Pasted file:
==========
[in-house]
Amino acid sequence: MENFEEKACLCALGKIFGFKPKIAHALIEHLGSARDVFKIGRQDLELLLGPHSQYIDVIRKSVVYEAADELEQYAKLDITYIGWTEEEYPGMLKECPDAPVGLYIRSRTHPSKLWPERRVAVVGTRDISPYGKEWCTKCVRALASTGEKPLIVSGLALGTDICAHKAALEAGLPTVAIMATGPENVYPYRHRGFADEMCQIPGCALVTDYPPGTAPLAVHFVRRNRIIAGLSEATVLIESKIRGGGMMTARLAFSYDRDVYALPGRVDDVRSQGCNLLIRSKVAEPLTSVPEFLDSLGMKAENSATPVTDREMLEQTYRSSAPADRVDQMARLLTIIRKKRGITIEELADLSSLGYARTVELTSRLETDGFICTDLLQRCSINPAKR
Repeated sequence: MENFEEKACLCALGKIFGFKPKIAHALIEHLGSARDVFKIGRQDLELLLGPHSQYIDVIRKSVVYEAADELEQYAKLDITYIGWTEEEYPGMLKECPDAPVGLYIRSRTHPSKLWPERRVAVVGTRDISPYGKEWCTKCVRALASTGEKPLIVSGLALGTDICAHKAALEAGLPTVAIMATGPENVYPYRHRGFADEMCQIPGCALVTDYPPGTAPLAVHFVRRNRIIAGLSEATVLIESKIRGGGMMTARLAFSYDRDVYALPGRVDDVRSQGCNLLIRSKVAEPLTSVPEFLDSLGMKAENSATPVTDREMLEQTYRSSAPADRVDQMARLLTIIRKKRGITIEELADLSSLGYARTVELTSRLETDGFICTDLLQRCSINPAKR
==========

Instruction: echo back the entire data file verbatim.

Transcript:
[in-house]
Amino acid sequence: MENFEEKACLCALGKIFGFKPKIAHALIEHLGSARDVFKIGRQDLELLLGPHSQYIDVIRKSVVYEAADELEQYAKLDITYIGWTEEEYPGMLKECPDAPVGLYIRSRTHPSKLWPERRVAVVGTRDISPYGKEWCTKCVRALASTGEKPLIVSGLALGTDICAHKAALEAGLPTVAIMATGPENVYPYRHRGFADEMCQIPGCALVTDYPPGTAPLAVHFVRRNRIIAGLSEATVLIESKIRGGGMMTARLAFSYDRDVYALPGRVDDVRSQGCNLLIRSKVAEPLTSVPEFLDSLGMKAENSATPVTDREMLEQTYRSSAPADRVDQMARLLTIIRKKRGITIEELADLSSLGYARTVELTSRLETDGFICTDLLQRCSINPAKR
Repeated sequence: MENFEEKACLCALGKIFGFKPKIAHALIEHLGSARDVFKIGRQDLELLLGPHSQYIDVIRKSVVYEAADELEQYAKLDITYIGWTEEEYPGMLKECPDAPVGLYIRSRTHPSKLWPERRVAVVGTRDISPYGKEWCTKCVRALASTGEKPLIVSGLALGTDICAHKAALEAGLPTVAIMATGPENVYPYRHRGFADEMCQIPGCALVTDYPPGTAPLAVHFVRRNRIIAGLSEATVLIESKIRGGGMMTARLAFSYDRDVYALPGRVDDVRSQGCNLLIRSKVAEPLTSVPEFLDSLGMKAENSATPVTDREMLEQTYRSSAPADRVDQMARLLTIIRKKRGITIEELADLSSLGYARTVELTSRLETDGFICTDLLQRCSINPAKR